We then used in situ hybridization to examine the spatial distribution and the relative abundance of these SPL transcripts in the shoot apices of 3-week-old plants grown in SD, when the level of miR156 was near its minimum. SPL3, SPL9, SPL13 and SPL15 transcripts were uniformly expressed in the shoot apical meristem and in leaf primordia, but the transcripts of SPL2, SPL4, SPL5, SPL6, SPL10 and SPL11 could not be detected using the same approach (Fig 1B).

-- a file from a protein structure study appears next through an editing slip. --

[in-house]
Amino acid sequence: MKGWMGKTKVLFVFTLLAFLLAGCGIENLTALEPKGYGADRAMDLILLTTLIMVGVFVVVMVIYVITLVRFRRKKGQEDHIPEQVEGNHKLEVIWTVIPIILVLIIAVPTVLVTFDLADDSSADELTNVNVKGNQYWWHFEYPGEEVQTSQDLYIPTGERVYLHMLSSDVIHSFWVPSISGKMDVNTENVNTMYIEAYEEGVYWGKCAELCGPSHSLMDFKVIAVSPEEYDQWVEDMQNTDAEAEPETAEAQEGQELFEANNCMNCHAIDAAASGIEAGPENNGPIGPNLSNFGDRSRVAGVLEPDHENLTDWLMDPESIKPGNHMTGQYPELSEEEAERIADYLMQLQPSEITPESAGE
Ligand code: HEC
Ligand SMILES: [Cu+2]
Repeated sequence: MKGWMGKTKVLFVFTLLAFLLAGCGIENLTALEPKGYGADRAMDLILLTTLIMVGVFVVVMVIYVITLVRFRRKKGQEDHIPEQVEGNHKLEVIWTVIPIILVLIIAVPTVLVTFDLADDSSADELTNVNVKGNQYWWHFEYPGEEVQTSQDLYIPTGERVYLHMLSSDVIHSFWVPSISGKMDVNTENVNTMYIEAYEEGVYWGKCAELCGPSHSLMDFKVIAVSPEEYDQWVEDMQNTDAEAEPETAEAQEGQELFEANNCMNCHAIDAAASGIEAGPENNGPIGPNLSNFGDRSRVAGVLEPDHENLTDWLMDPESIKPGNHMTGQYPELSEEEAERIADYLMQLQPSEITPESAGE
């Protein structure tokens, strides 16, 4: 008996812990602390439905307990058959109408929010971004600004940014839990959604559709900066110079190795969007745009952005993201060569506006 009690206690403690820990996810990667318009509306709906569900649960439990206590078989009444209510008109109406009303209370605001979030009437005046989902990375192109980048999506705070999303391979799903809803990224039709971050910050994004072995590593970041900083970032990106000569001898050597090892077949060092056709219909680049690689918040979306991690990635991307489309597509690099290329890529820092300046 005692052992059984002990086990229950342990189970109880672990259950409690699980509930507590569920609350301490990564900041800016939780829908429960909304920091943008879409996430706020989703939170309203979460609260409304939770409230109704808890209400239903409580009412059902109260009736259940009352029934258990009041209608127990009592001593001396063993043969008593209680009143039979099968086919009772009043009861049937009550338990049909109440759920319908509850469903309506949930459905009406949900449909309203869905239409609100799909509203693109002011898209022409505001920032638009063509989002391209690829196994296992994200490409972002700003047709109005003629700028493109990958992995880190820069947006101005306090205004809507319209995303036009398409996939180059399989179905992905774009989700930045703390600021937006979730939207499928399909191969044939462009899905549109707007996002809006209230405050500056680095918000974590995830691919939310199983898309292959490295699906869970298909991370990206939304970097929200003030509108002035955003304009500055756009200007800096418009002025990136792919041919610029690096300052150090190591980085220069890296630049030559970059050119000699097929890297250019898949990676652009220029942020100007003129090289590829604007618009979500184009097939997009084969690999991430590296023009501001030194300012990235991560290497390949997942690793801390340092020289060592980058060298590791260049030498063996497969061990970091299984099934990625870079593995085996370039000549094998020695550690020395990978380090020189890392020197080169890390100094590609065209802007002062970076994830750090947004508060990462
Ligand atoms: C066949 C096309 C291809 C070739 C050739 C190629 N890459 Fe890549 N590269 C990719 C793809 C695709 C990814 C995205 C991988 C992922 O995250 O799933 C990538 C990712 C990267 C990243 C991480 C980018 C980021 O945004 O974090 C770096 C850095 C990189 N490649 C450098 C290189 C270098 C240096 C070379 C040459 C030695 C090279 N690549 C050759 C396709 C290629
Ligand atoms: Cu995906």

To obtain a comprehensive picture of the expression pattern of these SPL genes and the contribution of miR156 to this pattern, we produced transgenic plants expressing miR156-sensitive (sSPL) and miR156-resistant (rSPL) fusion proteins tagged with ß-glucoronidase (GUS). With the exception of SPL9 and SPL11, GUS was inserted within a genomic fragment that extended from the gene upstream to the gene downstream of the SPL locus (S1 Fig). The SPL10 and SPL11 constructs do not include the 3'UTR and the sequence 3' of these genes. miR156-resistant constructs were generated by introducing mutations at the miR156 target site that did not alter the amino acid sequence (S1 Table). Only phenotypically wild-type lines were saved in the case of plants transformed with sSPL constructs, to ensure that the transgene was not over-expressed. For each construct, 6–12 lines homozygous for single insertion sites were identified, and these were then screened for GUS activity under LD conditions. Two lines that expressed GUS at an intermediate level relative to the range for each construct, and in the most frequent pattern, were saved for further analysis. Unless otherwise specified, sSPL and rSPL refer to these translational fusions.